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Commercial & Financial Services Pathway

Commercial and financial services law covers the detailed and complex financial transactions made by banks and financial services institutions. A commercial and financial services attorney represents lenders, agents, borrowers, and any other participants in those transactions. Transactions may involve acquiring other companies, purchasing or developing property, financing infrastructure and public projects, and buying large assets like machinery and ships.

In addition to negotiating traditional commercial lending transactions and deals for the sale of insurance and securities, commercial and financial services attorneys provide expertise on refinancing, debt-based or leveraged acquisitions, and recapitalization and tender offer financings. Lawyers in this field may also restructure financings, plan bankruptcy buyouts, and work with debtors and lenders in troubled acquisitions. Commercial and financial services is heavily regulated so lawyers also advise clients on how to structure their deals within the law.

Lawyers in this area need strong negotiation skills, a keen attention to detail, and a high-level of organization. A background in accounting and credit analysis or an undergraduate degree in finance or accounting can help a lawyer read financial statements and understand the work that comprises commercial and financial services law.

Commercial and financial services lawyers enjoy the art of making the deal. Others like the creative challenge of assessing a troubled company or financial structure and coming up with a plan that averts a financial loss or mitigates it substantially. In contrast to litigation practice, where attorneys can spend a year or more working on the same cases, a commercial and financial services lawyer typically spends six to eight weeks, or potentially up to six months, on one deal before moving on to the next one.

Experiential Learning

Experiential Learning │ Clinics

  • Bankruptcy Clinic (875)
  • Small Business Law Clinic (859)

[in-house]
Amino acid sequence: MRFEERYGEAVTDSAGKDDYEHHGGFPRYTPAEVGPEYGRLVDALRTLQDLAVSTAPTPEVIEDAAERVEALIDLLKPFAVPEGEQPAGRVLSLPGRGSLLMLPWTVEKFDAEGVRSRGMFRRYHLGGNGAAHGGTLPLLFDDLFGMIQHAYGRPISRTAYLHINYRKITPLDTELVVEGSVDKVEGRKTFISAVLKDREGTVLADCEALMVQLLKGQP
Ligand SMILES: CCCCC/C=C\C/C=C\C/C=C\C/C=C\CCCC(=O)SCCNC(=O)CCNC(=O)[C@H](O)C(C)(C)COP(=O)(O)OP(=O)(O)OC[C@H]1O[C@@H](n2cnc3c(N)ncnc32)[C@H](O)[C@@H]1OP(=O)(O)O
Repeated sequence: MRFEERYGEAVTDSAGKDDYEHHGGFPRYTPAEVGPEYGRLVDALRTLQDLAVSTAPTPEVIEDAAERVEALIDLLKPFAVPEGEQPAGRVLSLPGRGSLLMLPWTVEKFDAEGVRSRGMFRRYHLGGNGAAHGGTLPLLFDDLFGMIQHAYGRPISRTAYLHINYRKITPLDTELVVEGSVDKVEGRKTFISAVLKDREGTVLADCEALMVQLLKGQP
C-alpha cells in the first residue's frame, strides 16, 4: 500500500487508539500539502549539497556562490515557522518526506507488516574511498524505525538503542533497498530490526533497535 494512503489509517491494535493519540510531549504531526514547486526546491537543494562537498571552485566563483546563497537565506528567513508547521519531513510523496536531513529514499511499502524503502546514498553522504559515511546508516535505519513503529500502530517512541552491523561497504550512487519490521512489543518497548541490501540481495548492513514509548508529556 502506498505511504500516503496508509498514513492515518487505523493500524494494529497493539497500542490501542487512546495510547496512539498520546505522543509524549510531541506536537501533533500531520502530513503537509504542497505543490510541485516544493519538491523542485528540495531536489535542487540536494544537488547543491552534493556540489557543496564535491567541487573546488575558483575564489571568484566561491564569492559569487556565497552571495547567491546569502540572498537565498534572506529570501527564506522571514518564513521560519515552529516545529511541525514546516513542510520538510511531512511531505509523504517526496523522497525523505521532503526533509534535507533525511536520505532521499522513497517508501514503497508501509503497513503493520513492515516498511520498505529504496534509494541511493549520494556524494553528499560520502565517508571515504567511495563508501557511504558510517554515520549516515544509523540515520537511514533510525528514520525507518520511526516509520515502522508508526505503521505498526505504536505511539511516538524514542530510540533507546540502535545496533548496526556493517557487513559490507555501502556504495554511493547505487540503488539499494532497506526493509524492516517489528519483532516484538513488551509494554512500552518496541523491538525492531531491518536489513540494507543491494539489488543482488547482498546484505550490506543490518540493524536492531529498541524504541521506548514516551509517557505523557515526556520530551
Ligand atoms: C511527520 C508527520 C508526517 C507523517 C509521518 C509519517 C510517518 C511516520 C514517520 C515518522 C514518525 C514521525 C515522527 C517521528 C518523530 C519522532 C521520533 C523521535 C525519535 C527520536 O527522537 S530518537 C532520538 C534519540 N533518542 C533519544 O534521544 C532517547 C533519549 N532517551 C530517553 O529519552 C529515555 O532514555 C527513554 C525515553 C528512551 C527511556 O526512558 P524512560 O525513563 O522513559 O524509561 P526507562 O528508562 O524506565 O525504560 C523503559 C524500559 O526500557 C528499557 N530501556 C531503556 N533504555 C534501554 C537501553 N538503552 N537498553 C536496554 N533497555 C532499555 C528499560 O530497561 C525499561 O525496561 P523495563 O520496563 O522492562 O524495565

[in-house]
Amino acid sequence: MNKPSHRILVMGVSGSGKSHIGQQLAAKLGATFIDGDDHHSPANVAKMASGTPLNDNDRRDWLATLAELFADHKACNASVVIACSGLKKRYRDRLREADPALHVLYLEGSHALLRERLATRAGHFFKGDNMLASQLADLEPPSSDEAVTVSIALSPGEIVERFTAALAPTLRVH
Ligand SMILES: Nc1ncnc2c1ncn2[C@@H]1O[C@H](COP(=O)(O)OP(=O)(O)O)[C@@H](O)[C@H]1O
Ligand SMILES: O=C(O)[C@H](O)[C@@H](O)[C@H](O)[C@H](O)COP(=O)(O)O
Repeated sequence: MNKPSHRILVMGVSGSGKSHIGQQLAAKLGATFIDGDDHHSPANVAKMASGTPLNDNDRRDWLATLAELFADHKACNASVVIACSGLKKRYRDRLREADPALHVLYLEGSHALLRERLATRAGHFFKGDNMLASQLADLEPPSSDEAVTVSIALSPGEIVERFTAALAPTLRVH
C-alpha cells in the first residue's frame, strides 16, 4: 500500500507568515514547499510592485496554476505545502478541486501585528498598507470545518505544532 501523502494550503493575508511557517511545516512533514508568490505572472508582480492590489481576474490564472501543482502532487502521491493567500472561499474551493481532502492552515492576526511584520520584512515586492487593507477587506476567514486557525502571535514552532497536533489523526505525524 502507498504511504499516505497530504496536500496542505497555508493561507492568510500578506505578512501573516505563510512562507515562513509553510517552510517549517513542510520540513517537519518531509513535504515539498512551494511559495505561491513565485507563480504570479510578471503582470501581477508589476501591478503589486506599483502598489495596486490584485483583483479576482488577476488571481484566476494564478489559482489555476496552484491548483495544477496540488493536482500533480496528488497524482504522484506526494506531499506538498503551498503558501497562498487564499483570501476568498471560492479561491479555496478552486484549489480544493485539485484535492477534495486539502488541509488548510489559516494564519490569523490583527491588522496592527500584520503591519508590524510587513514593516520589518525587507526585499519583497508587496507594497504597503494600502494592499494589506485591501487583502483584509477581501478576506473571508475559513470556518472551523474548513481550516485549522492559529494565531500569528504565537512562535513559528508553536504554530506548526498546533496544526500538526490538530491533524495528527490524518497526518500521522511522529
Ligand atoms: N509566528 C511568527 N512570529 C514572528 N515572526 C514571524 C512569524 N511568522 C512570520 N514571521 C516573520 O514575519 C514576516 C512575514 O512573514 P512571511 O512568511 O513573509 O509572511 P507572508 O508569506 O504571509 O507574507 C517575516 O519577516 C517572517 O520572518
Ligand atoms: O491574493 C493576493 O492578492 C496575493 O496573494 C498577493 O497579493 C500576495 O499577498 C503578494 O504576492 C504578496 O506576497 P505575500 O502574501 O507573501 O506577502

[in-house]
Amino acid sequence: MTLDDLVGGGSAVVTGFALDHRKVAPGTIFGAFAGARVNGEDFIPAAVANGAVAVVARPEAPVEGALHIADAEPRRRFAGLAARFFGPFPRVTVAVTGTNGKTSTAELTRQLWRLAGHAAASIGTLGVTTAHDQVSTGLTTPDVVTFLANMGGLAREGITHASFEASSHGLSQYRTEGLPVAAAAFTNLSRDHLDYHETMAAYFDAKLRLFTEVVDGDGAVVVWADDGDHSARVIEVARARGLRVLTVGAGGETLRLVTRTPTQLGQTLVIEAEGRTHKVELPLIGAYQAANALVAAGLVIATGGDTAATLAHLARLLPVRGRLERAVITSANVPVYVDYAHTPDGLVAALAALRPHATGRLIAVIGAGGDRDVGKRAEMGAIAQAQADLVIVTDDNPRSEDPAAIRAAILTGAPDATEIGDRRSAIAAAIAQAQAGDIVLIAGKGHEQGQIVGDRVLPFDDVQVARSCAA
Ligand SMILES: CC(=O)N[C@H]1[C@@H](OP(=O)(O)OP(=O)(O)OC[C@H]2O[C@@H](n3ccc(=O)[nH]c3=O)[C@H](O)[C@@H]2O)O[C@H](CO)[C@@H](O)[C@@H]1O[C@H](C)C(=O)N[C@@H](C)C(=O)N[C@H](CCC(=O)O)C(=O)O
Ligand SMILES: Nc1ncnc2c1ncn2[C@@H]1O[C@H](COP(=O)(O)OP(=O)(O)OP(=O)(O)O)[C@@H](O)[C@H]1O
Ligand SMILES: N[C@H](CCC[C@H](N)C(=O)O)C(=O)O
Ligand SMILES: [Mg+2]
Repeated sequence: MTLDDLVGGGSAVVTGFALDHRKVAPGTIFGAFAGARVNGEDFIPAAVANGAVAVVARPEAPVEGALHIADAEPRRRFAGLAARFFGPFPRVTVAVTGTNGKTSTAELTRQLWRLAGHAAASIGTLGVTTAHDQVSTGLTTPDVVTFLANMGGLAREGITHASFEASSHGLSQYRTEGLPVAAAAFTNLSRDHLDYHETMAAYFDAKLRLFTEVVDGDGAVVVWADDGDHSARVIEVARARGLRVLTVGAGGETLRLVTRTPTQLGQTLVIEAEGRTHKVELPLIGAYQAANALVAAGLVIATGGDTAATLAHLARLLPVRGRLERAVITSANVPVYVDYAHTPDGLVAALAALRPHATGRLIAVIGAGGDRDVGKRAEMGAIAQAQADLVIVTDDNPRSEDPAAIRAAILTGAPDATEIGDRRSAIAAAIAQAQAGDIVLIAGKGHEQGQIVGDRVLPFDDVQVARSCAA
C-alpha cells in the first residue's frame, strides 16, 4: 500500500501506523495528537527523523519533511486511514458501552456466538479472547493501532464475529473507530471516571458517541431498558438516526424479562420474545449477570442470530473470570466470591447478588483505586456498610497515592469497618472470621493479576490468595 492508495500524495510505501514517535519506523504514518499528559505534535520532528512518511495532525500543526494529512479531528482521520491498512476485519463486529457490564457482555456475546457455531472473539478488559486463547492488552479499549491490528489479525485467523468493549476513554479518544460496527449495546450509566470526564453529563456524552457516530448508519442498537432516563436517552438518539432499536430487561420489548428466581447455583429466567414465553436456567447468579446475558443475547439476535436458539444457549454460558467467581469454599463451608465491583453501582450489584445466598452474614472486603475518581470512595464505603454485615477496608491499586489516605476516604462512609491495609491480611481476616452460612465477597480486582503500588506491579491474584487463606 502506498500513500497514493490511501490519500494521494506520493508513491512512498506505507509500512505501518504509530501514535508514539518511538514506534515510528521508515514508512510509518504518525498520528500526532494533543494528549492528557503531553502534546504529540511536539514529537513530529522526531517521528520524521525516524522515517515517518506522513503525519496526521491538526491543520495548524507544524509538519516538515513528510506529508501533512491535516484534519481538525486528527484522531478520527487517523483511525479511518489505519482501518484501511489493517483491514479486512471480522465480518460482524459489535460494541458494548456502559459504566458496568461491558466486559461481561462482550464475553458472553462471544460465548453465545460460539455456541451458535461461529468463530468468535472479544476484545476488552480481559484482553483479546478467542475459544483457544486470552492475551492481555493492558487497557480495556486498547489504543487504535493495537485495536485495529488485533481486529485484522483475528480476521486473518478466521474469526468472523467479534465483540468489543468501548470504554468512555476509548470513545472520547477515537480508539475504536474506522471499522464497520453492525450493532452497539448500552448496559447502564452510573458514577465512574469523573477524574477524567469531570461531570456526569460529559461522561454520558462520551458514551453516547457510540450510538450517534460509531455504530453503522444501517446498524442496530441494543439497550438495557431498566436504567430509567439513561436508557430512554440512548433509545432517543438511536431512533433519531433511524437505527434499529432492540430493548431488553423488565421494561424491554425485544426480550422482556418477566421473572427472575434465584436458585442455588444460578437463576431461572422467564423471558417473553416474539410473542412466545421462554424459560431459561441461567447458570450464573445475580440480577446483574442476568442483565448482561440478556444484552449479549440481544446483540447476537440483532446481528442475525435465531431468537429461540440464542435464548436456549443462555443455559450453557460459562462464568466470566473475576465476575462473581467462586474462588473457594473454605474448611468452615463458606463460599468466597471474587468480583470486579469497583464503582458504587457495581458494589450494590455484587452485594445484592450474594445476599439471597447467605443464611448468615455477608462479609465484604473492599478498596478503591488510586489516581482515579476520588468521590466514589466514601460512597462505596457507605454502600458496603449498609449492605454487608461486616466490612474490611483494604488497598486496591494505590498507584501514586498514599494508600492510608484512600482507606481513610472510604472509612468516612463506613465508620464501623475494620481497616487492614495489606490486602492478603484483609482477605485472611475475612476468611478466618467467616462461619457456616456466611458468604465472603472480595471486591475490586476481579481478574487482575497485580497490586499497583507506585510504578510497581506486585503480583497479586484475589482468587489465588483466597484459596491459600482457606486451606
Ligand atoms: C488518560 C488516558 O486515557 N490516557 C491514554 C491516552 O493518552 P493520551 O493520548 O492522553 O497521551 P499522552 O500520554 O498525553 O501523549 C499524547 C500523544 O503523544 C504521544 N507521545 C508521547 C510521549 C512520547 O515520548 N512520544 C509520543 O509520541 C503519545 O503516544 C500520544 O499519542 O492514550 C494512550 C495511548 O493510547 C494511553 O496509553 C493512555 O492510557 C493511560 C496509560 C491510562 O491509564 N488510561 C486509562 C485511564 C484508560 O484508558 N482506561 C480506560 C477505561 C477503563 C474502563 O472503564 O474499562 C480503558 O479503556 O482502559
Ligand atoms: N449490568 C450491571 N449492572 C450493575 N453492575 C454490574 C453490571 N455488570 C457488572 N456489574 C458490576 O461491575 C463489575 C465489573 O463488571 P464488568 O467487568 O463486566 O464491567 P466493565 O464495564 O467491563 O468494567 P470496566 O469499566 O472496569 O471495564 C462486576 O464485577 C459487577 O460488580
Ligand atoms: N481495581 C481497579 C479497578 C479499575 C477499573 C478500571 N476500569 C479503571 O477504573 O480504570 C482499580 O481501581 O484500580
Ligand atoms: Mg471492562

Experiential Learning │ Externships

  • Semester in Practice (961)
  • Special Externship (957)


The ability to work accurately and efficiently in a fast-paced environment with sophisticated clients and attorneys is essential for commercial and financial services attorneys. Other important skills include:

  • Negotiation
  • Attention to detail
  • Drafting
  • Relationship building
  • Interpersonal communication
  • Strong business sense
  • Practical and strategic thinking


The below-listed activities will help you develop a competitive edge in commercial and financial services law because students learn client relations skills, develop analytical and strategic thinking, and build confidence to interact with a variety of professionals.

  • Work as a summer associate in a law firm with corporate law departments that have banks and financial institutions as clients
  • Any clinical work that involves working with clients
  • Judicial clerkship or externship
  • Serve as a student leader of an organization or group

Practice Settings & Clients

Where do commercial and financial services attorneys work?

Commercial and financial services attorneys work in a variety of practice settings. These include:

  • Private law firms. Generally large firms because of their depth of practice areas and clients. Some boutique law firms specialize in this area of law.
  • Banks or financial institutions such as credit unions, trust companies, or commercial finance companies. These institutions hire in-house counsel to ensure the company is compliant with strict regulations as well as to advise on employment, litigation, general business, purchasing, or tax matters.
  • Government agencies

Who are their clients?

  • National banks, financial institutions, and lenders
  • Individual loan officers within financial institutions
  • Corporations

Professional Resources

It is important to stay current with the most recent developments in banking and finance and to read about the latest news on clients before talking to them.

Good resources to read:

  • The Wall Street Journal
  • The New York Times
  • American Bar Association Business Law section
  • The Business Lawyer